clock menu more-arrow no yes

Filed under:

The Disappearing Emmy Category

As the Emmys struggle to keep up with a rapidly changing TV landscape, it may be time for them to look back on their history and resurrect the short-lived (on multiple occasions) Outstanding New Series award

Ringer illustration

All awards shows change, but some evolve in less predictable ways. The Oscars, for instance, debuted with Best Director prizes for comedy and drama and effectively two Best Picture winners, one for Outstanding Picture and the other for Best Unique and Artistic Picture. The Grammys have added and dropped category after category (though a 2012 restructuring streamlined some things; goodbye, Best Hard Rock Performance, whatever you were).

So have the Emmys, which debuted in January 1949 with a mere six awards (one for designing the Emmy Award statuette itself) and now features more than 100 categories, most of which the Academy of Television Arts & Sciences gives out before its awards broadcast itself. (Anyone wanting to find out whether Angela Bassett can beat out Sir David Attenborough in the Outstanding Narrator category will have to look elsewhere for the results.) Emmy categories come and go, but they rarely appear and disappear—then reappear and disappear again years later. Yet that’s exactly what has happened to the Outstanding New Series Emmy, an award that sounds like a good idea yet has never quite worked out.

Originally named the Best New Program Emmy, the award appeared for three nonconsecutive years in the 1950s then vanished, only to resurface again for the 22nd Emmys, which awarded programming from the 1969-70 season. This second time around it lasted four years, and then once again vanished, never to be seen again after the 25th Emmys in 1973. Why was it introduced in the first place? Why did it go away and come back again before being yanked? And does it have a future? The answers involve plunging into Emmy history and examining the ways that awards shows adapt to changing times through experimentation—and by occasionally repeating the same mistake.

It also helps to understand that the Emmys began as an attempt to lend respectability to an emerging medium that the more established film and radio fields treated with fear and contempt. The first three Emmy ceremonies limited their nominees to programs produced in the Los Angeles region, but they still established television as a field worthy of awards. “In the late ’40s, television was just getting started and was still in a relatively limited number of homes and certainly had low esteem among the power producers and so forth of Hollywood,” says Tim Brooks, media historian, former TV executive, and coauthor of The Complete Directory to Prime Time Network and Cable TV Shows (the pre-internet TV reference bible). “So the Emmys was considered a way to give some prestige to this new and in some ways struggling medium. We think of television as a great success over time, but it took a few years and this was one of the sparks that made it—especially in the Hollywood community—something you can get some prestige from. And as we all know, creative people love prestige.”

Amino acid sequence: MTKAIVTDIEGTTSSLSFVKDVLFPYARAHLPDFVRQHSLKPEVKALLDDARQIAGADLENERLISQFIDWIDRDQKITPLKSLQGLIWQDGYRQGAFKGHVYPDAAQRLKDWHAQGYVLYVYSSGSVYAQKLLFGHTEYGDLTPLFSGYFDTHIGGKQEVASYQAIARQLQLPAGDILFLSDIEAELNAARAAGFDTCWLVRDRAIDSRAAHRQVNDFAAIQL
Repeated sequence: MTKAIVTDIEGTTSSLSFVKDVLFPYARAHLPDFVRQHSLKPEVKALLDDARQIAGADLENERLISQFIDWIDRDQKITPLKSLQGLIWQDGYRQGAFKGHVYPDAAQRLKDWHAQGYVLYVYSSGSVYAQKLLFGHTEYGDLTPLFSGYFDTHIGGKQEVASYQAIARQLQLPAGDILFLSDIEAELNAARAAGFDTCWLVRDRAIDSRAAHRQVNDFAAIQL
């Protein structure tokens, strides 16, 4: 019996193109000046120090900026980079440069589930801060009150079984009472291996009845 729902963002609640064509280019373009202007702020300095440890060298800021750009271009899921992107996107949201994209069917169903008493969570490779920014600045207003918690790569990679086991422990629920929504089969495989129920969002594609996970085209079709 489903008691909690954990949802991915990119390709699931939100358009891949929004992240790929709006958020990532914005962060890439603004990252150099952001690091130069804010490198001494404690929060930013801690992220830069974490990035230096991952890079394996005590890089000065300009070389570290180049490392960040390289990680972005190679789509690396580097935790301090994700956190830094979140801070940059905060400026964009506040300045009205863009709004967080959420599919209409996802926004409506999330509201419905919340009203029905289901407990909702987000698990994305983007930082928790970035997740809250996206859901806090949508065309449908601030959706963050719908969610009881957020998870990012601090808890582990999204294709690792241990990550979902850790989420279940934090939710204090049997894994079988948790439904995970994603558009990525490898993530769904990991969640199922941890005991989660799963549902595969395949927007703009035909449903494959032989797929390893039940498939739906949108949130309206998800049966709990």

As the Emmys’ scope expanded, so did the number of awards handed out. The sixth Emmys, held February 11, 1954, introduced Supporting Actor and Actress awards, which would stick around, and would later split into subcategories for drama, comedy, and limited series. That show also introduced the first incarnation of the Best New Program award, which created confusion from the start by naming two winners in its first appearance (due to a vote that was close enough to call a tie): Make Room for Daddy, a sitcom starring Danny Thomas; and the dramatic anthology series The United States Steel Hour. Make Room for Daddy, which later changed its name to The Danny Thomas Show, would go on to run for 11 seasons and make Thomas, already an established star, a TV legend. One of the premier sources of live TV drama, The United States Steel Hour would feature everyone from James Dean to Andy Griffith and boost the career of writer Rod Serling, who would go on to create The Twilight Zone after clashing with Steel Hour producers and sponsors over the content of one of his scripts.